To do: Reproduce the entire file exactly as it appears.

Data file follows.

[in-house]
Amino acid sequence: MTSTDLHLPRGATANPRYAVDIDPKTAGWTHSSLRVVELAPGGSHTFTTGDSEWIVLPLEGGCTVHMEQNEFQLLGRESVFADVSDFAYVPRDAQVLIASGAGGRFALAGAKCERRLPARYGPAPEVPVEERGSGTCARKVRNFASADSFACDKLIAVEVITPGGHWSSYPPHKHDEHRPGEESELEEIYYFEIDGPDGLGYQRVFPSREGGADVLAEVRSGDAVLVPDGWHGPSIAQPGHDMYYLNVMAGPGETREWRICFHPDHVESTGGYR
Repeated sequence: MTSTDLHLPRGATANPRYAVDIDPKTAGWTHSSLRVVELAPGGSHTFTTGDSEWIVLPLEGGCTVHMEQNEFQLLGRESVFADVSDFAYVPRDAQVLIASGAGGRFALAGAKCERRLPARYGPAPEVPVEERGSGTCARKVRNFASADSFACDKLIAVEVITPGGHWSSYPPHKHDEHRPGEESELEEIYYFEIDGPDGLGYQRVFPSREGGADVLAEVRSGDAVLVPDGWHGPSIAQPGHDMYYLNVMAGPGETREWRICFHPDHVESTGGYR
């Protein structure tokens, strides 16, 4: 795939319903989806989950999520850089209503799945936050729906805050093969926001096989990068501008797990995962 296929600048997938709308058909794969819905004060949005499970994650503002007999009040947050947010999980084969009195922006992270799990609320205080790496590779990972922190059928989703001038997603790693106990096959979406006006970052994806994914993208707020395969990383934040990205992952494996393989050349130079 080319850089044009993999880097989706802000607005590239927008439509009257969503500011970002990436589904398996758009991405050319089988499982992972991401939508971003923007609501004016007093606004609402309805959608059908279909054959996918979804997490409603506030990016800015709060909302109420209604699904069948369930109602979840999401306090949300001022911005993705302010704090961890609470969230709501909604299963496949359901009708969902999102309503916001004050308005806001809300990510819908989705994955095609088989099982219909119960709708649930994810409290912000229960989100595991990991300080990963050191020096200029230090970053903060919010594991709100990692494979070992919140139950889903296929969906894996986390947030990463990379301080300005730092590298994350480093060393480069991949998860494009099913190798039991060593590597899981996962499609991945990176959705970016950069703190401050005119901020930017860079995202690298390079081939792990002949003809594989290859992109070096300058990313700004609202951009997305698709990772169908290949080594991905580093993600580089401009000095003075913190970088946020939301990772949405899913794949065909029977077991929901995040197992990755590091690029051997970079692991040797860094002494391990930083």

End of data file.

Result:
[in-house]
Amino acid sequence: MTSTDLHLPRGATANPRYAVDIDPKTAGWTHSSLRVVELAPGGSHTFTTGDSEWIVLPLEGGCTVHMEQNEFQLLGRESVFADVSDFAYVPRDAQVLIASGAGGRFALAGAKCERRLPARYGPAPEVPVEERGSGTCARKVRNFASADSFACDKLIAVEVITPGGHWSSYPPHKHDEHRPGEESELEEIYYFEIDGPDGLGYQRVFPSREGGADVLAEVRSGDAVLVPDGWHGPSIAQPGHDMYYLNVMAGPGETREWRICFHPDHVESTGGYR
Repeated sequence: MTSTDLHLPRGATANPRYAVDIDPKTAGWTHSSLRVVELAPGGSHTFTTGDSEWIVLPLEGGCTVHMEQNEFQLLGRESVFADVSDFAYVPRDAQVLIASGAGGRFALAGAKCERRLPARYGPAPEVPVEERGSGTCARKVRNFASADSFACDKLIAVEVITPGGHWSSYPPHKHDEHRPGEESELEEIYYFEIDGPDGLGYQRVFPSREGGADVLAEVRSGDAVLVPDGWHGPSIAQPGHDMYYLNVMAGPGETREWRICFHPDHVESTGGYR
């Protein structure tokens, strides 16, 4: 795939319903989806989950999520850089209503799945936050729906805050093969926001096989990068501008797990995962 296929600048997938709308058909794969819905004060949005499970994650503002007999009040947050947010999980084969009195922006992270799990609320205080790496590779990972922190059928989703001038997603790693106990096959979406006006970052994806994914993208707020395969990383934040990205992952494996393989050349130079 080319850089044009993999880097989706802000607005590239927008439509009257969503500011970002990436589904398996758009991405050319089988499982992972991401939508971003923007609501004016007093606004609402309805959608059908279909054959996918979804997490409603506030990016800015709060909302109420209604699904069948369930109602979840999401306090949300001022911005993705302010704090961890609470969230709501909604299963496949359901009708969902999102309503916001004050308005806001809300990510819908989705994955095609088989099982219909119960709708649930994810409290912000229960989100595991990991300080990963050191020096200029230090970053903060919010594991709100990692494979070992919140139950889903296929969906894996986390947030990463990379301080300005730092590298994350480093060393480069991949998860494009099913190798039991060593590597899981996962499609991945990176959705970016950069703190401050005119901020930017860079995202690298390079081939792990002949003809594989290859992109070096300058990313700004609202951009997305698709990772169908290949080594991905580093993600580089401009000095003075913190970088946020939301990772949405899913794949065909029977077991929901995040197992990755590091690029051997970079692991040797860094002494391990930083």